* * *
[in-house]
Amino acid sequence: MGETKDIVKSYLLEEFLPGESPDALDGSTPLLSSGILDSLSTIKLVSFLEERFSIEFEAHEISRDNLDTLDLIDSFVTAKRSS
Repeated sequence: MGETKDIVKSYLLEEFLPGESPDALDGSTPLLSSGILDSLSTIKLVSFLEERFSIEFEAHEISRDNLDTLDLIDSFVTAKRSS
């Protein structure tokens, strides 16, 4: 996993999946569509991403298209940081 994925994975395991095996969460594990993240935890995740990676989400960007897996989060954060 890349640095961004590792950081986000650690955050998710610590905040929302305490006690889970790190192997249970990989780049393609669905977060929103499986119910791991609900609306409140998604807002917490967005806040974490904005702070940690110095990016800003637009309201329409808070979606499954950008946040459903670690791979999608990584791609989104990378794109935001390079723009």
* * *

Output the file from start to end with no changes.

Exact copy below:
[in-house]
Amino acid sequence: MGETKDIVKSYLLEEFLPGESPDALDGSTPLLSSGILDSLSTIKLVSFLEERFSIEFEAHEISRDNLDTLDLIDSFVTAKRSS
Repeated sequence: MGETKDIVKSYLLEEFLPGESPDALDGSTPLLSSGILDSLSTIKLVSFLEERFSIEFEAHEISRDNLDTLDLIDSFVTAKRSS
């Protein structure tokens, strides 16, 4: 996993999946569509991403298209940081 994925994975395991095996969460594990993240935890995740990676989400960007897996989060954060 890349640095961004590792950081986000650690955050998710610590905040929302305490006690889970790190192997249970990989780049393609669905977060929103499986119910791991609900609306409140998604807002917490967005806040974490904005702070940690110095990016800003637009309201329409808070979606499954950008946040459903670690791979999608990584791609989104990378794109935001390079723009």